THE BERKSHIRE EDGE ON-AIR – WEDNESDAY NOVEMBER 9, 2022


Guided by respected journalistic standards, the principle of fairness, the quest for truth, a commitment to social, economic and environmental justice, and an abiding admiration for the independent spirit of the Berkshires, The Berkshire Edge offers in-depth local news reports and features, perspectives on the arts, wide-ranging commentary, and a comprehensive calendar of events – all written, illustrated, and, in some cases performed, with wit, intelligence, insight and humor.

Here are a few stories from the Edge this week:

1. We have a huge fight going on in West Stockbridge between a performing arts venue called The Foundry and a restaurant called Truc’s Oriental Express.  https://theberkshireedge.com/trucs-vs-foundry-soap-opera-continues-at-contentious-public-hearing/

2. There’s an informal group in Housatonic fighting the Housatonic Water Works.  It’s called the Housatonic Clean Water Alliance.  This week a member of the alliance hired an attorney from Boston, upping the ante in this fight.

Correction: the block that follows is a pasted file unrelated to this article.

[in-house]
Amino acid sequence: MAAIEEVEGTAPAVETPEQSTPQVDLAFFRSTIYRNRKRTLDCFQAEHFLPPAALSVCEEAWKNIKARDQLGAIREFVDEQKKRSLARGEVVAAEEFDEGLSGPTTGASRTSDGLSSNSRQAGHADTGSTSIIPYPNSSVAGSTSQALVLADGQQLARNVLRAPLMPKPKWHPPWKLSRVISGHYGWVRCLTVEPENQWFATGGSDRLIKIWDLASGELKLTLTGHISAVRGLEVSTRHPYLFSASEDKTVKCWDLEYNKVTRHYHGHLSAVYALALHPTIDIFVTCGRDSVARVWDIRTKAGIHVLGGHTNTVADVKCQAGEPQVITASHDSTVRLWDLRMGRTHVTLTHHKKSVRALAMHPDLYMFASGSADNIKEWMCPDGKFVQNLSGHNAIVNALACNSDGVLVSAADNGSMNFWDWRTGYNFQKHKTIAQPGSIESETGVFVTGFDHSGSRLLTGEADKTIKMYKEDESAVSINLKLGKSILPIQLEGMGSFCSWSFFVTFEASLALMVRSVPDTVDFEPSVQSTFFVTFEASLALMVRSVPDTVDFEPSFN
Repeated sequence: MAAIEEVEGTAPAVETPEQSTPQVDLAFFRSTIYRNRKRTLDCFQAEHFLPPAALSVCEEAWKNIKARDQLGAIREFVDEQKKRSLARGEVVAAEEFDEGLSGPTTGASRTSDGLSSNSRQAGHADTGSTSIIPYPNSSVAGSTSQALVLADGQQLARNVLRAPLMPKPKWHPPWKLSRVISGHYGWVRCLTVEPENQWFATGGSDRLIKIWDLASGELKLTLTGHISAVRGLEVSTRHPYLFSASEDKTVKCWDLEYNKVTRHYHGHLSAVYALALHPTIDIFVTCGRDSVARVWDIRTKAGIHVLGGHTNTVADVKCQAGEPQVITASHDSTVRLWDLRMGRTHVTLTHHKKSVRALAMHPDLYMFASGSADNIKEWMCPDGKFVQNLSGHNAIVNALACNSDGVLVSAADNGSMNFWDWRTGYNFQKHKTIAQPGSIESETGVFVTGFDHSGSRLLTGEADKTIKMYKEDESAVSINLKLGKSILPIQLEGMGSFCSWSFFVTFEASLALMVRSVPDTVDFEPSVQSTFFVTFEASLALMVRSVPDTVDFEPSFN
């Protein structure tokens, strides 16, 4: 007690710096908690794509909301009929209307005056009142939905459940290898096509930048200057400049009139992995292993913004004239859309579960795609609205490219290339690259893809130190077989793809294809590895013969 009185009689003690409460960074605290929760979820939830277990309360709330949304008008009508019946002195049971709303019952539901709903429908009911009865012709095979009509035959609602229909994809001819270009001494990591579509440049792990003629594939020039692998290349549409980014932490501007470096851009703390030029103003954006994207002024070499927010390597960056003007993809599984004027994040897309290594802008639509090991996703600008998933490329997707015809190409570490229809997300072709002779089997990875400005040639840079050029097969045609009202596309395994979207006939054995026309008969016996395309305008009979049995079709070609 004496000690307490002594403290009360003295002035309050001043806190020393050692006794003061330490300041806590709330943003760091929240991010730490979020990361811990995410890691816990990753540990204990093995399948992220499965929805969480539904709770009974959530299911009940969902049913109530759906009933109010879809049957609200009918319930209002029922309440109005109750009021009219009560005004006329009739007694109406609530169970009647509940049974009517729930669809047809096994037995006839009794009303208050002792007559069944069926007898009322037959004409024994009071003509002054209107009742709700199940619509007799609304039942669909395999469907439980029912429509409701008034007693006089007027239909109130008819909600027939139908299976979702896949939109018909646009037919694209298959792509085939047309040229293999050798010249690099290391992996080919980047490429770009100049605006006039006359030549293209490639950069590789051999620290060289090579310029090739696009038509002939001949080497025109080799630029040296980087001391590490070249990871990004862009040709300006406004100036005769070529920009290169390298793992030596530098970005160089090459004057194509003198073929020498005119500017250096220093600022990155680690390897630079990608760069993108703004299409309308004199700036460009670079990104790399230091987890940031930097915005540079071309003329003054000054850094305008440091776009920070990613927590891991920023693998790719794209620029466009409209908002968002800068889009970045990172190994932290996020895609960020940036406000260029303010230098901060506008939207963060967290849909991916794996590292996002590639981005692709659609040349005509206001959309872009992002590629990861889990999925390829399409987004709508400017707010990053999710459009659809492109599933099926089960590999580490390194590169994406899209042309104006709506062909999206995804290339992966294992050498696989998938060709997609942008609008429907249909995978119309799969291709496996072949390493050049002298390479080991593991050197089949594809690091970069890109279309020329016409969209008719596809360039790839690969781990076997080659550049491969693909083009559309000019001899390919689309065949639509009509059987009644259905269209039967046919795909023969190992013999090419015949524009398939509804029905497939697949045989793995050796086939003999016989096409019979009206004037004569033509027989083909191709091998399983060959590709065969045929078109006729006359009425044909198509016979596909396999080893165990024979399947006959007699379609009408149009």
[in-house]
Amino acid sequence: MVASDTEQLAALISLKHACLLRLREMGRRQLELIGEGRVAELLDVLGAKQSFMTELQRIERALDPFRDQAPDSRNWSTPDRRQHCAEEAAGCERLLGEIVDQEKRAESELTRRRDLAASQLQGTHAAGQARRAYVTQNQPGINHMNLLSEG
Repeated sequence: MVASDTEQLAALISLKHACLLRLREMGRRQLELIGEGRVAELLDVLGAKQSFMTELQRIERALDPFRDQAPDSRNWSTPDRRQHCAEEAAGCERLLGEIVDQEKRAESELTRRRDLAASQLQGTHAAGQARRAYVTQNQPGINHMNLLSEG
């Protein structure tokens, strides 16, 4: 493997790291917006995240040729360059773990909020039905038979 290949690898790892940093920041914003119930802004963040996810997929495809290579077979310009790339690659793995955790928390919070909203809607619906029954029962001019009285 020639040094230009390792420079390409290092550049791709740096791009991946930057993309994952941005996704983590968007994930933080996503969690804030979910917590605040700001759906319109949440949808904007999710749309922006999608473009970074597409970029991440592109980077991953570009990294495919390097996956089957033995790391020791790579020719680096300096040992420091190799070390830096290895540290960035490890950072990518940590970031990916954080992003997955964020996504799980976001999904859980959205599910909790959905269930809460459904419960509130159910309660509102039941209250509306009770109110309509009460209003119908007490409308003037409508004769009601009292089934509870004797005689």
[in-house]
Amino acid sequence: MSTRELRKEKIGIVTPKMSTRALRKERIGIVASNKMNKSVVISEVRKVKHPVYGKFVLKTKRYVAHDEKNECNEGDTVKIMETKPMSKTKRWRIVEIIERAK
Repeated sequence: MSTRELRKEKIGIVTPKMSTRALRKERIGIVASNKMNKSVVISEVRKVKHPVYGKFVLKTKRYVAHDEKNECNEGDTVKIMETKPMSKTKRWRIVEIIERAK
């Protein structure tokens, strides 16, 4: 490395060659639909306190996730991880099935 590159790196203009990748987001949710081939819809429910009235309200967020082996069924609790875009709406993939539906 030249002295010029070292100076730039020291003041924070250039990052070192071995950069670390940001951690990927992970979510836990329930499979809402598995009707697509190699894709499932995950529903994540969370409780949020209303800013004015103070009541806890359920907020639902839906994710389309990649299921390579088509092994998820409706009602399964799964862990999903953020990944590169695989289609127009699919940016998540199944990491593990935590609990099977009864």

3.We had two interesting stories this week as part of our Business Monday line-up: 

One was the announcement that a store on Railroad Street in Great Barrington is closing after 43 years.  And the owner has born witness to the changes in the town. https://theberkshireedge.com/business-monday-byzantium-set-to-close-in-january/

The second comes from our “Personal shopper” Harriet Ziefert who admits to being a scarf-aholic and talks about the scarves she has found at Karen Allen Fiber Arts on Railroad Street in Great Barrington. https://theberkshireedge.com/personal-shopper-finding-scarves-at-karen-allen-fiber-arts/

4. Our weather guru Nick Diller puts the recent warm weather into historical perspective.

5. We have the second in an ongoing series by Sheela Clary called “Where We Are”, in which she talks to local community people who live and work in the Berkshires about how they feel about their lives here.  This installment focuses on three local voices ranging in age from eighteen to forty-one. They were all born and raised in South County.

The first installment was published on October 30, and includes conversations with six local people onhow they are doing, what troubles them, and what gives them hope. 



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